Editor’s note: “The Money to Run” looks at contributions to the election campaigns of local politicians, state and federal. The series was reported by Penn State journalism students using public campaign finance reports archived on the websites of the Federal Election Commission, FollowTheMoney.org and OpenSecrets.org.
State Rep. Mike Hanna, D-Lock Haven, is up for re-election for the 13th time, and the House Democratic whip hopes to grow a donor base that has given him more than $1 million in campaign contributions during his years in office.
He represents the 76th District, which includes Clinton County and part of Centre County, and is the second-ranking Democratic leader in the House.
Since becoming whip, his fundraising clout has mirrored his leadership position.
In 2010, when he was challenged by both a Republican and a Constitution Party candidate, he had contributions totaling $49,000. In 2011 he was elected whip for the first time.
In 2012 and 2014, though he was running unopposed in the primary and general elections, he raised about $505,000 and $252,000, respectively.
This year Hanna is running against Republican Stephanie Borowicz, of McElhattan. According to the first financial report for his 2016 race, he has raised almost $78,000 so far.
The data come from FollowTheMoney.org, a nonpartisan, nonprofit site run by the National Institute on Money in State Politics that aggregates public data on campaign finances to promote transparency.
Follow The Money has data only for the past 18 of Hanna’s 25 years in office. Its total of $1,050,458 through his first 2016 report does not include money he raised for campaigns between 1990 and 1996. Still, his donor base appears strong and consistent.
Hanna’s top non-individual supporter is the Pennsylvania State Education Association. The Harrisburg-based organization represents teachers and staff in public schools and state universities. Over the years, it has donated more than $105,000 to his campaign.
PSEA members contribute to political candidates because politics impact education in about every aspect. Every aspect of public schooling is determined by public officials.
Wythe Keever, PSEA spokesman
“PSEA members contribute to political candidates because politics impact education in about every aspect. Every aspect of public schooling is determined by public officials,” said PSEA spokesman Wythe Keever. Hanna, he said, “has typically been a good friend of public education throughout his career.”
Hanna is a member of the Pennsylvania State System of Higher Education board of governors and advocates for accessible education. According to Hanna, educational investment is key.
“My belief is that we need to reinvest in education at the basic, as well as higher, levels so we stop the ever-increasing (school) property taxes in Pennsylvania,” he said.
Hanna attributed the increased local taxation to state education budget cuts pushed by former Gov. Tom Corbett.
Other sectors that heavily back Hanna are public sector and general trade unions, which have contributed nearly $323,000 throughout his career, and lawyers and lobbyists, who have given about $145,000 since 1998.
Hanna’s fifth-highest contributor is the Philadelphia Trial Lawyers Association, a professional organization of civil and criminal litigation attorneys in that area. It has donated $35,000 to Hanna’s campaigns.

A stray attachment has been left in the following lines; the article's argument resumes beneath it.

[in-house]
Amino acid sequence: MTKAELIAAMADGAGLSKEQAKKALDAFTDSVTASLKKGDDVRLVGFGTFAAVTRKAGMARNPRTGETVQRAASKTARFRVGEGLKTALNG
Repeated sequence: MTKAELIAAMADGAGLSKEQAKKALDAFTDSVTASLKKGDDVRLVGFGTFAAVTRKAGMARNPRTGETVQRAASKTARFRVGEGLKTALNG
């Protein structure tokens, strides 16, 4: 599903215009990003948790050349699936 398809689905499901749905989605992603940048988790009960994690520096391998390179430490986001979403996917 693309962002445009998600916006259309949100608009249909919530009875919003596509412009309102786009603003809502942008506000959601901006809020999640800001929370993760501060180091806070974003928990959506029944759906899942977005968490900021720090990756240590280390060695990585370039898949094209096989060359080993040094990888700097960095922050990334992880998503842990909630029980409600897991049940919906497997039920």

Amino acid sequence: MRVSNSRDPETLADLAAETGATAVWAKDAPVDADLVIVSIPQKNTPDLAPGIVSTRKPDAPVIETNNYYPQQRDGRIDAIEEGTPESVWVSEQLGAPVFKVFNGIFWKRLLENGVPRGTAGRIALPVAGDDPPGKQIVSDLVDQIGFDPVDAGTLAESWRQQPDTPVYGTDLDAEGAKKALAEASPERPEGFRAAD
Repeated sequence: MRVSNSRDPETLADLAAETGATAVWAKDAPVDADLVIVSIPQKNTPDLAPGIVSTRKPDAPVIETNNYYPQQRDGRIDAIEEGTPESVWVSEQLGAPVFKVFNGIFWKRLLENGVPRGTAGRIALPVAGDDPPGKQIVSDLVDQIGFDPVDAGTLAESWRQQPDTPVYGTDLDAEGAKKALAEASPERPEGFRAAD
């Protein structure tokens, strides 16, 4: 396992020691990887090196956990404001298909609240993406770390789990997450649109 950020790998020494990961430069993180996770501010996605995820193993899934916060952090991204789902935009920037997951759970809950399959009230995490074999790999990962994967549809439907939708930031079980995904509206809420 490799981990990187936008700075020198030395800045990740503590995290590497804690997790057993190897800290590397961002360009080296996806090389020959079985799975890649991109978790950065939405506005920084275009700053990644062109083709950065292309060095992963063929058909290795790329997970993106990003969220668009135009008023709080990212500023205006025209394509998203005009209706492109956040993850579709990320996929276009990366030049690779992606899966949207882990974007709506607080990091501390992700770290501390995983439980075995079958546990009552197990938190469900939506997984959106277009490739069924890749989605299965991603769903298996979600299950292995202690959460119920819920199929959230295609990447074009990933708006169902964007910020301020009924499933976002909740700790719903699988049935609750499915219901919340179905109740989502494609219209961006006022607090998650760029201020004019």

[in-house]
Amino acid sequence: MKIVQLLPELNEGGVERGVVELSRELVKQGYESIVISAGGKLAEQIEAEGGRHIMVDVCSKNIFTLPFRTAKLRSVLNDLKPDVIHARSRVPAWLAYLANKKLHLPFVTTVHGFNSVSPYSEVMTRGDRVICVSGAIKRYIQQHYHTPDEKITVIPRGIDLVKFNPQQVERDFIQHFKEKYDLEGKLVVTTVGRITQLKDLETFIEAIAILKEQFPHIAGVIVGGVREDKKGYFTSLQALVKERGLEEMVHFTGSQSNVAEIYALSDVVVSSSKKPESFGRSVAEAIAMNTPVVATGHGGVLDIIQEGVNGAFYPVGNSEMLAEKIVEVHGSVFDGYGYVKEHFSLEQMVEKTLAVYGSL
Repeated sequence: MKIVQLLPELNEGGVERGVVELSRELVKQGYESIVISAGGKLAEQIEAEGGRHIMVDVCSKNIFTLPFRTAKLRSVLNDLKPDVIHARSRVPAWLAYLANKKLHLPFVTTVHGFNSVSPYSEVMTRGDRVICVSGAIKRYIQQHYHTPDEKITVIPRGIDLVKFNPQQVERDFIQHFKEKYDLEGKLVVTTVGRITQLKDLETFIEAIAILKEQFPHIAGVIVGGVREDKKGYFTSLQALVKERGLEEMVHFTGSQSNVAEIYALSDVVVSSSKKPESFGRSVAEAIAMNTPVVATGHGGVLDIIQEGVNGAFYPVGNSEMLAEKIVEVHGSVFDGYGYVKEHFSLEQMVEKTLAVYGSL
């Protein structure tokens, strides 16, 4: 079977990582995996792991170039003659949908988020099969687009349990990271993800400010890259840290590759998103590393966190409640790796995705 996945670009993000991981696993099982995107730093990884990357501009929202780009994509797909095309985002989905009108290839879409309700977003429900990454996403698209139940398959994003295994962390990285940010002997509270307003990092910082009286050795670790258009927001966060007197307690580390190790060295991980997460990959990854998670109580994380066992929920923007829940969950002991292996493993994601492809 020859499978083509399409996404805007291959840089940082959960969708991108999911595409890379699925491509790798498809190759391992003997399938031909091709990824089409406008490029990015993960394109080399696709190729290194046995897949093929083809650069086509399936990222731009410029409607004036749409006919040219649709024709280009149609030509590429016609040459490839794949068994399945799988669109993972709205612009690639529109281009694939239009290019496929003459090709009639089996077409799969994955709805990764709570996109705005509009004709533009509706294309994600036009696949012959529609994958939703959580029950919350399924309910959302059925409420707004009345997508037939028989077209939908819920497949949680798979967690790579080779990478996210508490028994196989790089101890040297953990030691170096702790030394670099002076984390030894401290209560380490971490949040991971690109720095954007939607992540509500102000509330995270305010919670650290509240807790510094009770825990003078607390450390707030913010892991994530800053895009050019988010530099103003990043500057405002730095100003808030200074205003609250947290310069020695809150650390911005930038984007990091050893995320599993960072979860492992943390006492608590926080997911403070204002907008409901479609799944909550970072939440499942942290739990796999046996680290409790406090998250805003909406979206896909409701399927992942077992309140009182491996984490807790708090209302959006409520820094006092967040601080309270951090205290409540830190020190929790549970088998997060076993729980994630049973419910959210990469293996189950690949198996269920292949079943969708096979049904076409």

As the House Democratic whip — the party’s vote wrangler and party-line enforcer — it is not uncommon for Hanna to receive donations from interest groups outside his district.
Joseph Messa, president of the trial lawyers group, cited rights for injured citizens, keeping courthouse doors open and the right to a fair trial by jury as some of its main legislative interests.
Messa stressed that it is a bipartisan organization, but about 82 percent of its contributions during the past 13 years have gone to Democrats, according to Follow The Money.
Hanna’s third-largest contributor — after Friends of Mike Hanna, his own political committee — is PA Future, formerly known as Rendell 95.
This group has given $57,500 to Hanna over various election cycles. Money from PA Future — not to be confused with the Republicans’ PA Future Fund — comes from leftover campaign funds from Ed Rendell’s time as governor.
Barry Kauffman, executive director of the nonpartisan watchdog Common Cause Pennsylvania, said this transfer of funds is allowed.
“Under Pennsylvania law, a PAC can re-give money to anybody they want to. (The candidate) could then turn around and use that money any way they want to,” he said. “By state law — and though this doesn’t get enforced very well — this has to be in order to benefit someone running for office.”
PA Future has spent 97 percent of its $9.02 million on Democratic causes and candidates, including Dan Onorato, the party’s unsuccessful candidate for governor in 2010, and Gov. Tom Wolf. Some $6.7 million went to Rendell’s campaigns.
Hanna’s Republican opponent this year, Borowicz, is campaigning for funds as well.
“Running against a 25-year incumbent, I know our campaign will face a significant disadvantage,” she said.
Borowicz said she did not have an estimate of her expected donations for her campaign but added that her biggest financial supporters were “countless hard-working Americans in the 76th District.”
Noelle Rosellini is a Penn State journalism student.